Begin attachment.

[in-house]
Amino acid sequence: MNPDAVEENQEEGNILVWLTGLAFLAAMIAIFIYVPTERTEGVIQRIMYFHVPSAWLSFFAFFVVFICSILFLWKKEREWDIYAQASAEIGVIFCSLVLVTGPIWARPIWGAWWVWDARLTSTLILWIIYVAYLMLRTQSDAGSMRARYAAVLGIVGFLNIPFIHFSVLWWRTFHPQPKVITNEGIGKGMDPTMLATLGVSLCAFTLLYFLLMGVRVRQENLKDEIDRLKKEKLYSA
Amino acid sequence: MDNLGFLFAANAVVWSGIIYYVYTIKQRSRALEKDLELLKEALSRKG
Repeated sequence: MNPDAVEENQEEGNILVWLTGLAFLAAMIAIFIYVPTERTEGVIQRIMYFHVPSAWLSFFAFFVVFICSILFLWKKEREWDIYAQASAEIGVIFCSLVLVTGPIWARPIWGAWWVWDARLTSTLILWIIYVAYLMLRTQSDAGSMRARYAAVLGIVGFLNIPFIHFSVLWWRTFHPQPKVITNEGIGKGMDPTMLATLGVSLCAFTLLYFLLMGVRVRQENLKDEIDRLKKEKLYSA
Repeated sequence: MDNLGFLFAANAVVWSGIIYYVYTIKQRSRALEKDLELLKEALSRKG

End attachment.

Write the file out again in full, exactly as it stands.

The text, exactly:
[in-house]
Amino acid sequence: MNPDAVEENQEEGNILVWLTGLAFLAAMIAIFIYVPTERTEGVIQRIMYFHVPSAWLSFFAFFVVFICSILFLWKKEREWDIYAQASAEIGVIFCSLVLVTGPIWARPIWGAWWVWDARLTSTLILWIIYVAYLMLRTQSDAGSMRARYAAVLGIVGFLNIPFIHFSVLWWRTFHPQPKVITNEGIGKGMDPTMLATLGVSLCAFTLLYFLLMGVRVRQENLKDEIDRLKKEKLYSA
Amino acid sequence: MDNLGFLFAANAVVWSGIIYYVYTIKQRSRALEKDLELLKEALSRKG
Repeated sequence: MNPDAVEENQEEGNILVWLTGLAFLAAMIAIFIYVPTERTEGVIQRIMYFHVPSAWLSFFAFFVVFICSILFLWKKEREWDIYAQASAEIGVIFCSLVLVTGPIWARPIWGAWWVWDARLTSTLILWIIYVAYLMLRTQSDAGSMRARYAAVLGIVGFLNIPFIHFSVLWWRTFHPQPKVITNEGIGKGMDPTMLATLGVSLCAFTLLYFLLMGVRVRQENLKDEIDRLKKEKLYSA
Repeated sequence: MDNLGFLFAANAVVWSGIIYYVYTIKQRSRALEKDLELLKEALSRKG